HTML <hr> Tag

The HTML <hr> tag represents a paragraph-level thematic break in an HTML document.

The <hr> tag could be used in a scene change in a story, or a transition to another topic within a section of a reference book.


The <hr> tag is written as <hr> (no end tag) with the new topic following the <hr> element (and the old topic preceding it).

Like this:


Change of Topic

This example demonstrates how you can use the <hr> tag to represent a change of topic within a section.

Note that the HTML5 specification states There is no need for an <hr> element between the sections themselves, since the <section> elements and the <h1> elements imply thematic changes themselves.

Change of Scene

Here, the <hr> tag is used to represent a change of scene in a story.


Attributes can be added to an HTML element to provide more information about how the element should appear or behave.

There are 3 kinds of attributes that you can add to your HTML tags: Element-specific, global, and event handler content attributes.

The <hr> element accepts the following attributes.

Element-Specific Attributes

This table shows the attributes that are specific to the <hr> tag/element.


Global Attributes

The following attributes are standard across all HTML5 elements. Therefore, you can use these attributes with the <hr> tag , as well as with all other HTML tags.

For a full explanation of these attributes, see HTML 5 global attributes.

Event Handler Content Attributes

Event handler content attributes enable you to invoke a script from within your HTML. The script is invoked when a certain "event" occurs. Each event handler content attribute deals with a different event.

Below are the standard HTML5 event handler content attributes.

Again, you can use any of these with the <hr> element, as well as any other HTML5 element.

For a full explanation of these attributes, see HTML 5 event handler content attributes.

Differences Between HTML 4 & HTML 5

The align, noshade, size, and width attributes are not supported in HTML5 (they were deprecated in HTML 4). Use CSS instead of these attributes.

Also, HTML 4 and previous versions defined the <hr> element in terms of presentation only (i.e. that it represented a horizontal rule). HTML5 has changed this, so that it now represents a paragraph-level thematic break. Note that most browsers usually present the <hr> element as a horizontal rule, but it now has a specific semantic purpose, rather than purely presentation.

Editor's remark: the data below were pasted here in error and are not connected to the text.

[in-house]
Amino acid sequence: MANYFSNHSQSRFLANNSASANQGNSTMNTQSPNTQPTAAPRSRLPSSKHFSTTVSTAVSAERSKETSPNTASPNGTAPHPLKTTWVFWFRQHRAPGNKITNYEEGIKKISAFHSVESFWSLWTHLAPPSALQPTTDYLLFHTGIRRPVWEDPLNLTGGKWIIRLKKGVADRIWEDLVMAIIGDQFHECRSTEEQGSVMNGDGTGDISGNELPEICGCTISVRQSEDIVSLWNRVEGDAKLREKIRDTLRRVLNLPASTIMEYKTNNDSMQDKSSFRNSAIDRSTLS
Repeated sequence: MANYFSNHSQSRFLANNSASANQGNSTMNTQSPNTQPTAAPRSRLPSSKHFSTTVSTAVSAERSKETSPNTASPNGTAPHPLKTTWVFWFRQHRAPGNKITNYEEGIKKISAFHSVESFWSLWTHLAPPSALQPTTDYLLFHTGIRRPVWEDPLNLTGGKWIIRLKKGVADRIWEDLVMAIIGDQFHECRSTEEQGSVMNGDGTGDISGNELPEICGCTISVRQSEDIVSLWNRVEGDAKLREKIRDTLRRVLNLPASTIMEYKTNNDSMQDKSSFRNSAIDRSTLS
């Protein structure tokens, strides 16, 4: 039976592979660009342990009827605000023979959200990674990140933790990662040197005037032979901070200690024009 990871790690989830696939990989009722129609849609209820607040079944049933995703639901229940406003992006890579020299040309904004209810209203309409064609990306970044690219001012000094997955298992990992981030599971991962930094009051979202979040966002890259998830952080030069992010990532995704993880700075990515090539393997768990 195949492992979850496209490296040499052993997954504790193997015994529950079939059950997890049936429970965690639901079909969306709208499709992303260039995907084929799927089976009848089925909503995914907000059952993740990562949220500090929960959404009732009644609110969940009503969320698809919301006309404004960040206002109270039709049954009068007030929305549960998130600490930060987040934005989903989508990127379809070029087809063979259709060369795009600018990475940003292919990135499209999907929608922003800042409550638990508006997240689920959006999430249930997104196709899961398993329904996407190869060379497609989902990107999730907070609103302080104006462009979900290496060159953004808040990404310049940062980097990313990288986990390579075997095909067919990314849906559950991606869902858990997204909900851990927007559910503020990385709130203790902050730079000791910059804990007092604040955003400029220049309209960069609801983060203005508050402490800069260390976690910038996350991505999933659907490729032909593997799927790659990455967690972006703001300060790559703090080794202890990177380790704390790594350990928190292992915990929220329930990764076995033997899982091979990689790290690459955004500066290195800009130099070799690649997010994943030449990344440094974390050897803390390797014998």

To see more detail on the two versions see HTML5 <hr> Tag and HTML4 <hr> Tag. Also check out the links to the official specifications below.


Here's a template for the <hr> tag with all available attributes for the tag (based on HTML5). These are grouped into attribute types, each type separated by a space. In many cases, you will probably only need one or two (if any) attributes. Simply remove the attributes you don't need.

Note that the <hr> element does not actually have any local attributes (i.e. attributes that are specific to the element), but the following global attributes and event handlers are available to the element (and all other HTML elements).

For more information on attributes for this tag, see HTML5 <hr> Tag and HTML4 <hr> Tag.

Tag Details

For more details about the <hr> tag, see HTML5 <hr> Tag and HTML4 <hr> Tag.


Here are the official specifications for the <hr> element.

What's the Difference?

W3C creates "snapshot" specifications that don't change once defined. So the HTML5 specification won't change once it becomes an official recommendation. WHATWG on the other hand, develops a "living standard" that is updated on a regular basis. In general, you will probably find that the HTML living standard will be more closely aligned to the current W3C draft than to the HTML5 specification.